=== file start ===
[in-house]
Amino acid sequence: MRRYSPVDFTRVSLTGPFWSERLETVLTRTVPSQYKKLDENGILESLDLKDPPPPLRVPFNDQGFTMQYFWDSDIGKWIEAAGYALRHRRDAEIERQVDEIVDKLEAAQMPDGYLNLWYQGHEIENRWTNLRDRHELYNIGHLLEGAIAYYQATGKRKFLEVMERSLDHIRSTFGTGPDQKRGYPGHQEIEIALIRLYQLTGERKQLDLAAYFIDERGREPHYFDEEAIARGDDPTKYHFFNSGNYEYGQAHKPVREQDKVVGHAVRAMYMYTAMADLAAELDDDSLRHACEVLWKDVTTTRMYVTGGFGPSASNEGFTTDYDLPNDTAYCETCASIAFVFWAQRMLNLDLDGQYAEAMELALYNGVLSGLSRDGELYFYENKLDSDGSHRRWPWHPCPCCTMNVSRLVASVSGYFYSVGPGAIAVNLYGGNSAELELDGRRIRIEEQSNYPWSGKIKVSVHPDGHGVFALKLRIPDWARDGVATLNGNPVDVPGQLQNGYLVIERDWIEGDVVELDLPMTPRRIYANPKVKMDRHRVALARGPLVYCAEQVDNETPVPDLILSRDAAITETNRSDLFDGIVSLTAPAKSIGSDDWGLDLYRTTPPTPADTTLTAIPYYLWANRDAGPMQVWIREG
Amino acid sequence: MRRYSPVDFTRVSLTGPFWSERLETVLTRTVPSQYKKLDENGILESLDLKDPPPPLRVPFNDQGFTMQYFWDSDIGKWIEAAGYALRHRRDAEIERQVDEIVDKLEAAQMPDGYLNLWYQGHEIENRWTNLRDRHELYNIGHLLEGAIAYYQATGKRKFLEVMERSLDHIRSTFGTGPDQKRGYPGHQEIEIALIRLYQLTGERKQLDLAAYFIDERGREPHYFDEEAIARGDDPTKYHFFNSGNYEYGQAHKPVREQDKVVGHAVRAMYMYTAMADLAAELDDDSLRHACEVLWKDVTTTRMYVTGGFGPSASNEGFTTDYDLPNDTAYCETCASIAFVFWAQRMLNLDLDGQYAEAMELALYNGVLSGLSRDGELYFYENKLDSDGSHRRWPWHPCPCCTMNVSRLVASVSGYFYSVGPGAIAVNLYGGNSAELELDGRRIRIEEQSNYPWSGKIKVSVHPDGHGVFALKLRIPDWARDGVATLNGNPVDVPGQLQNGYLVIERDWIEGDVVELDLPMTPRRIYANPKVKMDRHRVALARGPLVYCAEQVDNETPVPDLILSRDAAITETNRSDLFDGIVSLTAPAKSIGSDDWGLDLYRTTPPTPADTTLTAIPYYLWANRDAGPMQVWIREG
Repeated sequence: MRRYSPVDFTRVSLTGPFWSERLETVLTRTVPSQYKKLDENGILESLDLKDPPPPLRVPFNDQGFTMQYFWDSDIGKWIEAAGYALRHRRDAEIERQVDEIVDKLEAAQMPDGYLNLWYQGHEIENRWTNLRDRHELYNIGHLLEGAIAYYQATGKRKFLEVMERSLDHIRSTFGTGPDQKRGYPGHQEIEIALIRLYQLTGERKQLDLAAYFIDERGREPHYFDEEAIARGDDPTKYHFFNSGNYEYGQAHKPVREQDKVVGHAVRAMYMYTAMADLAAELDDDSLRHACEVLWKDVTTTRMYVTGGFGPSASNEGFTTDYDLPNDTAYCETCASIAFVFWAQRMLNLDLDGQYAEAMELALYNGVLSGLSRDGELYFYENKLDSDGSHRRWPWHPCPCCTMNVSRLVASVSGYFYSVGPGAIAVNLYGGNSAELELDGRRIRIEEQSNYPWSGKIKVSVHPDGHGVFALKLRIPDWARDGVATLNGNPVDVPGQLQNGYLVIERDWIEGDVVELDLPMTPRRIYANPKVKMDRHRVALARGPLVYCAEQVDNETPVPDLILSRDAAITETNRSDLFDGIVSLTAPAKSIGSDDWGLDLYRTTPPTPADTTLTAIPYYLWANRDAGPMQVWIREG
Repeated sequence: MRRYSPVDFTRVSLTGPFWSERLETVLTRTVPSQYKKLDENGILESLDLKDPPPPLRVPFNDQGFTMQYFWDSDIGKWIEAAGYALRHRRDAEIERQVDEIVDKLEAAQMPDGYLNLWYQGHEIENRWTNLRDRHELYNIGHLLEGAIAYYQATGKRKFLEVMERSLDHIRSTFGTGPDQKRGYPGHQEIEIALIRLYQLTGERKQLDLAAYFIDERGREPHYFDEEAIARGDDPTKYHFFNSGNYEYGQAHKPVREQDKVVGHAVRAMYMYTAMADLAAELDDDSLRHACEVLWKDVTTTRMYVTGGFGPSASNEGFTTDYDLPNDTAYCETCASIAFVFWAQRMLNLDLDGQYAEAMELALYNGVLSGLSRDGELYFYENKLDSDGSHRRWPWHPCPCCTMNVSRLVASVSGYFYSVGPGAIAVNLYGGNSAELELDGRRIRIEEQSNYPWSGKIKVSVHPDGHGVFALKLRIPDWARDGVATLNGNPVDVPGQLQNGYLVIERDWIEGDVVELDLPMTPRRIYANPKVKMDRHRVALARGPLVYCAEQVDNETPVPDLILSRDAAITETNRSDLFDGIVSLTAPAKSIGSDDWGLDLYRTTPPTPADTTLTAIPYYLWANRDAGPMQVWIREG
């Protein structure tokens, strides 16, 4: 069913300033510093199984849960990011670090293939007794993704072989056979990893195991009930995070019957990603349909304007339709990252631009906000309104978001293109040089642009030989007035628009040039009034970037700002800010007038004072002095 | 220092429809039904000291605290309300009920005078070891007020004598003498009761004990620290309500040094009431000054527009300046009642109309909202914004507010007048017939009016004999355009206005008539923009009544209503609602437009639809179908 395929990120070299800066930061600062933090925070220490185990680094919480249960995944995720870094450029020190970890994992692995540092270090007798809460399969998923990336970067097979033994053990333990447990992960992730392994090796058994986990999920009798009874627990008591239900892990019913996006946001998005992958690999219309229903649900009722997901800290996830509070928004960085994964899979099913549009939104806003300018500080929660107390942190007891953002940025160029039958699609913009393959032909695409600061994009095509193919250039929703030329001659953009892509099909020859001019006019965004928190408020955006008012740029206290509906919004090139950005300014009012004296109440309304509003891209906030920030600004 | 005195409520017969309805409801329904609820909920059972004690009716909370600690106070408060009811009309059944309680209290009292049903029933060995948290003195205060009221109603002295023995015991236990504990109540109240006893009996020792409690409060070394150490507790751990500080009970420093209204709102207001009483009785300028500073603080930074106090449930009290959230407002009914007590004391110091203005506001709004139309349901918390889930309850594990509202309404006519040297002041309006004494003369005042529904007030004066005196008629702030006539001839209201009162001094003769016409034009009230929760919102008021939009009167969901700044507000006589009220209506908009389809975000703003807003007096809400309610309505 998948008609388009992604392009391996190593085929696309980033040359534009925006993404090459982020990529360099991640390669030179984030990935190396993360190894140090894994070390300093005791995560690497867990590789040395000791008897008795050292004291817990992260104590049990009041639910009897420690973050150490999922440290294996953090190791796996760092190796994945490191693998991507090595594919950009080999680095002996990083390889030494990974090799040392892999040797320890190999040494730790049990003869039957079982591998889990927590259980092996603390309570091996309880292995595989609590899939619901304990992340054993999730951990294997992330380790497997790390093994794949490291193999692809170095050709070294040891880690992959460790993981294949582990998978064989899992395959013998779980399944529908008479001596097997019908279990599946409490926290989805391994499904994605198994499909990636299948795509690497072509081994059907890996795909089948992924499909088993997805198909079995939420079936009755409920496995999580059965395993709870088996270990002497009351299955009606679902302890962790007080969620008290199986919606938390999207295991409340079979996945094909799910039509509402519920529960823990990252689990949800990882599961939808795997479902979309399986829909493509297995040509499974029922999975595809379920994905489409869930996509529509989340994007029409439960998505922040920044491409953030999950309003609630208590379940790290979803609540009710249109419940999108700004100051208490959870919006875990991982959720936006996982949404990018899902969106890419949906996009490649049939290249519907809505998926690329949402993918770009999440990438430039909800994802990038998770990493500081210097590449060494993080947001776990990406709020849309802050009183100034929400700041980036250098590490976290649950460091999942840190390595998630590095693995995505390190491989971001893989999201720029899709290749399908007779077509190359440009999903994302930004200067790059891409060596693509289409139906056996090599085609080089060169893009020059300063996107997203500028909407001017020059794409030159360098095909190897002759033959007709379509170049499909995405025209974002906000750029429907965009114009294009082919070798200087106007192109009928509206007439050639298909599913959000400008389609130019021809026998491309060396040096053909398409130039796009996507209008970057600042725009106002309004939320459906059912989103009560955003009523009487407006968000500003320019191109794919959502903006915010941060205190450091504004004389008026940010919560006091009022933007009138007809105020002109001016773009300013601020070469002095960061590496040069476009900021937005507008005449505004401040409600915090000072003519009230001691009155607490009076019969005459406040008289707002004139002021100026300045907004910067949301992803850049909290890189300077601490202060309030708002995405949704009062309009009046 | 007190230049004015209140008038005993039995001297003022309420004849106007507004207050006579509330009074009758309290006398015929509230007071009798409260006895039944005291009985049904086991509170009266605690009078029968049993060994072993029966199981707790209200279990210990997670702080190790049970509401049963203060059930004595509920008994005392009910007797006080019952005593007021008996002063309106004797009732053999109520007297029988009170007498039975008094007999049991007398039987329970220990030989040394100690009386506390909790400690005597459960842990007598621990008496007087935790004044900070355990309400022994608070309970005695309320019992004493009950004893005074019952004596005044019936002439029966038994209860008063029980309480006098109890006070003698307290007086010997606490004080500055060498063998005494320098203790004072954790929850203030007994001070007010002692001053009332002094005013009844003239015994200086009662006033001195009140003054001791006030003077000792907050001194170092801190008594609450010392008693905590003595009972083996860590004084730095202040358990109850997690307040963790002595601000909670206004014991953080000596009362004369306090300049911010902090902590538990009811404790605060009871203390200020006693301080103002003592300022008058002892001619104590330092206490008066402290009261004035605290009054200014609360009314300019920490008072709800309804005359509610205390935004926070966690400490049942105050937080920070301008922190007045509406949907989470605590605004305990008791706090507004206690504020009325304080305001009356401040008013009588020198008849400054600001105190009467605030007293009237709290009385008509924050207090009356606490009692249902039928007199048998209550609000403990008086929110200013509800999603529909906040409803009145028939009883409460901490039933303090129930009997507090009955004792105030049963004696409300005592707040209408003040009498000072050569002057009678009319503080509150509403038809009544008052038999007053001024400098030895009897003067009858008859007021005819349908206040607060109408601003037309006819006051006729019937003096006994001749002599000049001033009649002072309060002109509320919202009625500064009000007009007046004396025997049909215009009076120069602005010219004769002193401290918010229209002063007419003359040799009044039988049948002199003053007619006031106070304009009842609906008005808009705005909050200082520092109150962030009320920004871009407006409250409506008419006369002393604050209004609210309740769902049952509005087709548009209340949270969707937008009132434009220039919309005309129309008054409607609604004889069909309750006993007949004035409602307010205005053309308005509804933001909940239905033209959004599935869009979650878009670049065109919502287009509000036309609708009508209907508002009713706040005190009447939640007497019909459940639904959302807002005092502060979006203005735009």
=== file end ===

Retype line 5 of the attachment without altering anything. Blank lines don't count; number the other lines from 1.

Repeated sequence: MRRYSPVDFTRVSLTGPFWSERLETVLTRTVPSQYKKLDENGILESLDLKDPPPPLRVPFNDQGFTMQYFWDSDIGKWIEAAGYALRHRRDAEIERQVDEIVDKLEAAQMPDGYLNLWYQGHEIENRWTNLRDRHELYNIGHLLEGAIAYYQATGKRKFLEVMERSLDHIRSTFGTGPDQKRGYPGHQEIEIALIRLYQLTGERKQLDLAAYFIDERGREPHYFDEEAIARGDDPTKYHFFNSGNYEYGQAHKPVREQDKVVGHAVRAMYMYTAMADLAAELDDDSLRHACEVLWKDVTTTRMYVTGGFGPSASNEGFTTDYDLPNDTAYCETCASIAFVFWAQRMLNLDLDGQYAEAMELALYNGVLSGLSRDGELYFYENKLDSDGSHRRWPWHPCPCCTMNVSRLVASVSGYFYSVGPGAIAVNLYGGNSAELELDGRRIRIEEQSNYPWSGKIKVSVHPDGHGVFALKLRIPDWARDGVATLNGNPVDVPGQLQNGYLVIERDWIEGDVVELDLPMTPRRIYANPKVKMDRHRVALARGPLVYCAEQVDNETPVPDLILSRDAAITETNRSDLFDGIVSLTAPAKSIGSDDWGLDLYRTTPPTPADTTLTAIPYYLWANRDAGPMQVWIREG